The Pope has said the use of condoms can be justified ‘in certain cases’. This statement is believed by many as breaking with years of Roman Catholic teaching.
Benedict XVI, in a book, signaled that contraceptives can be an acceptable mean for stopping the spread of AIDS.
Extracts from the book, ‘Light of the world: The Pope, The Church, The Sign Of The Times,’ were published in the Vatican’s official newspaper, L’Osservatore Romano, and were interpreted as a significant change in the Church’s teaching.
German journalist Peter Seewald has written the book.
In it the Pope cites the use of condoms by prostitutes as “a first step towards moralisation” even though condoms are “not really the way to deal with the evil of HIV infection”.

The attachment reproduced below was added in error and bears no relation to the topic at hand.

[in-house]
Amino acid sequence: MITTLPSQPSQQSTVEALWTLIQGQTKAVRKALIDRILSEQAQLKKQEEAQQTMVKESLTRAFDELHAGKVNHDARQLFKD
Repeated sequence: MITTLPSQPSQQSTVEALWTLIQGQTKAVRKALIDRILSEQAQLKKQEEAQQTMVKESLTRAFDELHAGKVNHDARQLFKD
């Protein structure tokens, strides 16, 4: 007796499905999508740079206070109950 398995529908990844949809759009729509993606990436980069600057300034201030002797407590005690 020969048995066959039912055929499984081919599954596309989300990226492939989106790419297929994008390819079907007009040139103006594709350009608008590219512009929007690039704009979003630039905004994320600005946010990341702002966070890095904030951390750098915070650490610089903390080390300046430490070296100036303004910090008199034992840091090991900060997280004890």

After the Pope first mentions that the use of condoms could be justified in limited cases, such as by prostitutes, Seewald asked in the book: “Are you saying, then, that the Catholic Church is actually not opposed in principle to the use of condoms?” reports the Daily Mail.
Benedict replied: “She of course does not regard it as a real or moral solution, but, in this or that case, there can be nonetheless, in the intention of reducing the risk of infection, a first step in a movement toward a different way, a more human way, of living sexuality.”
The Pope goes as far as mentioning the ‘ABC principle’ (Abstinence-Be faithful-Condom) on stopping the spread of AIDS.
The Pope, however, made it clear that his comments were not meant to weaken the Church’s fundamental opposition to artificial birth control.